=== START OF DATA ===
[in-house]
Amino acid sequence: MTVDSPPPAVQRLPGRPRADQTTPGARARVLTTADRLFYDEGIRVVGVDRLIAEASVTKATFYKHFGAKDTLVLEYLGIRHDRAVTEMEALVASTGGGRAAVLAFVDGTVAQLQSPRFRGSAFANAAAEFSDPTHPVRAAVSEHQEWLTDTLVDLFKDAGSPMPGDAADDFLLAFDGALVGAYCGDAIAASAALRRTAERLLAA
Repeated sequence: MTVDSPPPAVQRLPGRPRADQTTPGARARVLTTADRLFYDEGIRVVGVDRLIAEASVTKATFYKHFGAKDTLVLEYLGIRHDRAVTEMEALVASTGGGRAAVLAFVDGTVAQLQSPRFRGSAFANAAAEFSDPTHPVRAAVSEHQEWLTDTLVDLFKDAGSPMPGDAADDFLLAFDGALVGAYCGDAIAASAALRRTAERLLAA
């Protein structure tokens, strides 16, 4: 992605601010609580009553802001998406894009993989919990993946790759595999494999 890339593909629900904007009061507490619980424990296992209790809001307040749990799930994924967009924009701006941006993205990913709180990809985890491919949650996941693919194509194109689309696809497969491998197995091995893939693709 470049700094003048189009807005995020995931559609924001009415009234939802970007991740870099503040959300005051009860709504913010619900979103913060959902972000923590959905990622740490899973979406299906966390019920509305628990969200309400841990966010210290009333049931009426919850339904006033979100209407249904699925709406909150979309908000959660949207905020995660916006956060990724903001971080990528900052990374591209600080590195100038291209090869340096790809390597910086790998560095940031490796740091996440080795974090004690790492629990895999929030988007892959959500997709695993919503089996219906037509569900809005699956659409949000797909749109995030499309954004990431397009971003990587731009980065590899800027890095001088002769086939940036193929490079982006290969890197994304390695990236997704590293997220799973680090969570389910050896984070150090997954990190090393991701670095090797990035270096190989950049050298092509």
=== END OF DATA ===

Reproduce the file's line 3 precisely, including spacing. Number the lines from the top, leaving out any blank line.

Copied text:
Repeated sequence: MTVDSPPPAVQRLPGRPRADQTTPGARARVLTTADRLFYDEGIRVVGVDRLIAEASVTKATFYKHFGAKDTLVLEYLGIRHDRAVTEMEALVASTGGGRAAVLAFVDGTVAQLQSPRFRGSAFANAAAEFSDPTHPVRAAVSEHQEWLTDTLVDLFKDAGSPMPGDAADDFLLAFDGALVGAYCGDAIAASAALRRTAERLLAA